This book aims to provide an overview of issues that exist at the intersection between science and technology and politics. Broadly speaking, there are two relevant issues here. The first is the impact of politics on science and technology. The regulation of risk and the promotion of innovation required for research in and development of science and technology and its use in various fields in society involve the interests and values of a variety of actors, and politics comes into play between them. Many tradeoffs and judgments pertaining to uncertain situations are included in decisions related to science and technology, with a certain level of political discretion. In politics related to this area, how actors acquire related abilities and how incentive structures are established are also important matters.
The second issue is the impact of science and technology on politics. Modern political activities are established under a variety of scientific and technological conditions. Changes in modes of transportation and communication impact the political process itself. Such transformations in technological means are an important factor behind globalization. As the proliferation of nuclear weapons and recent cyber-attacks show, the development of military technology has come to have considerable influence on international political processes. The individualization of communication through the future development of information technology and the use of artificial intelligence will also have an impact on political processes.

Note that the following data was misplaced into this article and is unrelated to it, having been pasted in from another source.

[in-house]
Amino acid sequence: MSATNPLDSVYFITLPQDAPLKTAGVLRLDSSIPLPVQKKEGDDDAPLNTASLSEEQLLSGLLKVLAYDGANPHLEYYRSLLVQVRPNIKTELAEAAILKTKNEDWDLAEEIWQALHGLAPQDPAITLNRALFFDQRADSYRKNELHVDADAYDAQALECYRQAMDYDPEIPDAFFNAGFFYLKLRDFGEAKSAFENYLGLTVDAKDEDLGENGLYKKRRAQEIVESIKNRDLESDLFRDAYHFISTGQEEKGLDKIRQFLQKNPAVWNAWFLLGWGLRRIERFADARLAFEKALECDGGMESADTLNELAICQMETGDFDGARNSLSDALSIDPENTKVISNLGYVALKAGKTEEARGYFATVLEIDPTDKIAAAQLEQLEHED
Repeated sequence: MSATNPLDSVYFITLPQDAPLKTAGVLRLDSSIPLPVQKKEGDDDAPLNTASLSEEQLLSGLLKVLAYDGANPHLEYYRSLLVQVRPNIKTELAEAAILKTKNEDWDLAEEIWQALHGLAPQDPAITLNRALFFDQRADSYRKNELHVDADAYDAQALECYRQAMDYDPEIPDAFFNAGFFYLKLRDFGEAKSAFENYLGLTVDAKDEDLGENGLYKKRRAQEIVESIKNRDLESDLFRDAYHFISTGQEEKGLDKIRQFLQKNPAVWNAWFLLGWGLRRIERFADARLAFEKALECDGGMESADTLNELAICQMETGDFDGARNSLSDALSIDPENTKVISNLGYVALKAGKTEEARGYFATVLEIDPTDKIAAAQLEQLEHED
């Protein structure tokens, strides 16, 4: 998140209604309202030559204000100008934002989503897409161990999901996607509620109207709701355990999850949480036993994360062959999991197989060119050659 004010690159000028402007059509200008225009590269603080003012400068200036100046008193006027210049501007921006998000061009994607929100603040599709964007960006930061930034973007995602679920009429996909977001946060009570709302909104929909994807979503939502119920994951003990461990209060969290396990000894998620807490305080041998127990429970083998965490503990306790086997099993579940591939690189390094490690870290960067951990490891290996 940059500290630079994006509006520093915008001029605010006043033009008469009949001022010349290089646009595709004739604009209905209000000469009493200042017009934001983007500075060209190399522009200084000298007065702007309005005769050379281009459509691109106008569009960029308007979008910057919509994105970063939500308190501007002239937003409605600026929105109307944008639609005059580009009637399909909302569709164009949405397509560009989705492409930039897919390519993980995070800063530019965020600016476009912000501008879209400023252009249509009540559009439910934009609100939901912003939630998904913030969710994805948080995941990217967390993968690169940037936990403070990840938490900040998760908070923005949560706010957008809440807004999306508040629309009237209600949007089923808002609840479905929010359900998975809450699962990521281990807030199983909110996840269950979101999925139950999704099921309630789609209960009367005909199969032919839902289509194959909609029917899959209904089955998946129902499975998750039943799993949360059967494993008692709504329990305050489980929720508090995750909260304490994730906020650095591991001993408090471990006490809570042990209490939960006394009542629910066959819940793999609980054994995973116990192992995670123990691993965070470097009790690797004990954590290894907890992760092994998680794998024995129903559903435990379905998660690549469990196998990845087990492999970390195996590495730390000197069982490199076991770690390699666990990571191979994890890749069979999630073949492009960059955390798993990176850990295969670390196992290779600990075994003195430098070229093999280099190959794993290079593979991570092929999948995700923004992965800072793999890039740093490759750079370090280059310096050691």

Science and technology-related politics will develop in a systematic context of institutionalized science and technology. Consequently, the politics in our focus, including politics embedded in various systematic structural contexts, encompass a wide range of governmental regimes.
The introduction of this book examines the characteristics and dynamism of science and technology, as well as related policy concepts; thereafter, it is organized as a three-part overview of political issues in the field of science and technology. Part I outlines analytical perspectives on actors in the fields of science and technology, as well as related political dynamism, and then addresses mechanisms that use assessment and management of risk, accident investigation, and shared incident information. Part II deals with innovative mechanisms to create knowledge and introduce technology into society. Here we also examine transition mechanisms for science and technology. Part III then considers mechanisms for international cooperation to promote the regulation of risk at a global level (including national security risks), the creation of knowledge, and the introduction of technology into society at a global level.
(Written by Hideaki Shiroyama, Vice Director of Institute for Future Initiatives, Professor of Graduate Schools for Law and Politics, Professor of Graduate School of Public Policy / 2019)